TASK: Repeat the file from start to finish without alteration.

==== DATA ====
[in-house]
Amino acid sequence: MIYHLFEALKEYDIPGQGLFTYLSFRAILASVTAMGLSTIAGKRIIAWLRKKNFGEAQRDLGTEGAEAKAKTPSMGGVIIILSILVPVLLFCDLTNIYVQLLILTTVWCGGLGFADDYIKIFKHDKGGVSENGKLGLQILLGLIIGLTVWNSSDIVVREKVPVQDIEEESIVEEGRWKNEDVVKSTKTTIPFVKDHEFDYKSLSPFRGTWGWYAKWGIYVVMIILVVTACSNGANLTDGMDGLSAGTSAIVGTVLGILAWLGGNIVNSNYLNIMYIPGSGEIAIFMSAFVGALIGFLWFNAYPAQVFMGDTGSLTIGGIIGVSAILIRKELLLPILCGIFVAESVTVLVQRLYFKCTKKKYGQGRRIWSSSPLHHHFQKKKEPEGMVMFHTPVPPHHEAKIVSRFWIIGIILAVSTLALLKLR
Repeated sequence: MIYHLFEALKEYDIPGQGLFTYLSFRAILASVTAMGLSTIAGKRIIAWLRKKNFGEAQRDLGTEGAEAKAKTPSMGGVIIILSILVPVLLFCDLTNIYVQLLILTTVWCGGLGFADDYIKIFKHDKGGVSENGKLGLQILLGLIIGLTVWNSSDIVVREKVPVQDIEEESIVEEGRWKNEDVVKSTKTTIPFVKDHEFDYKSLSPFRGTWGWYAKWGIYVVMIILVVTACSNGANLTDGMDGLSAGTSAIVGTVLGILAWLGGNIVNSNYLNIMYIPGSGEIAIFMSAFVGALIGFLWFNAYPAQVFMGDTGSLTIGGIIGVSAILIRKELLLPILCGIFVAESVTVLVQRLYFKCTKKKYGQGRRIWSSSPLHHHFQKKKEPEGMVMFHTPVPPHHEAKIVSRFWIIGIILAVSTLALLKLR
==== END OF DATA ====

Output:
[in-house]
Amino acid sequence: MIYHLFEALKEYDIPGQGLFTYLSFRAILASVTAMGLSTIAGKRIIAWLRKKNFGEAQRDLGTEGAEAKAKTPSMGGVIIILSILVPVLLFCDLTNIYVQLLILTTVWCGGLGFADDYIKIFKHDKGGVSENGKLGLQILLGLIIGLTVWNSSDIVVREKVPVQDIEEESIVEEGRWKNEDVVKSTKTTIPFVKDHEFDYKSLSPFRGTWGWYAKWGIYVVMIILVVTACSNGANLTDGMDGLSAGTSAIVGTVLGILAWLGGNIVNSNYLNIMYIPGSGEIAIFMSAFVGALIGFLWFNAYPAQVFMGDTGSLTIGGIIGVSAILIRKELLLPILCGIFVAESVTVLVQRLYFKCTKKKYGQGRRIWSSSPLHHHFQKKKEPEGMVMFHTPVPPHHEAKIVSRFWIIGIILAVSTLALLKLR
Repeated sequence: MIYHLFEALKEYDIPGQGLFTYLSFRAILASVTAMGLSTIAGKRIIAWLRKKNFGEAQRDLGTEGAEAKAKTPSMGGVIIILSILVPVLLFCDLTNIYVQLLILTTVWCGGLGFADDYIKIFKHDKGGVSENGKLGLQILLGLIIGLTVWNSSDIVVREKVPVQDIEEESIVEEGRWKNEDVVKSTKTTIPFVKDHEFDYKSLSPFRGTWGWYAKWGIYVVMIILVVTACSNGANLTDGMDGLSAGTSAIVGTVLGILAWLGGNIVNSNYLNIMYIPGSGEIAIFMSAFVGALIGFLWFNAYPAQVFMGDTGSLTIGGIIGVSAILIRKELLLPILCGIFVAESVTVLVQRLYFKCTKKKYGQGRRIWSSSPLHHHFQKKKEPEGMVMFHTPVPPHHEAKIVSRFWIIGIILAVSTLALLKLR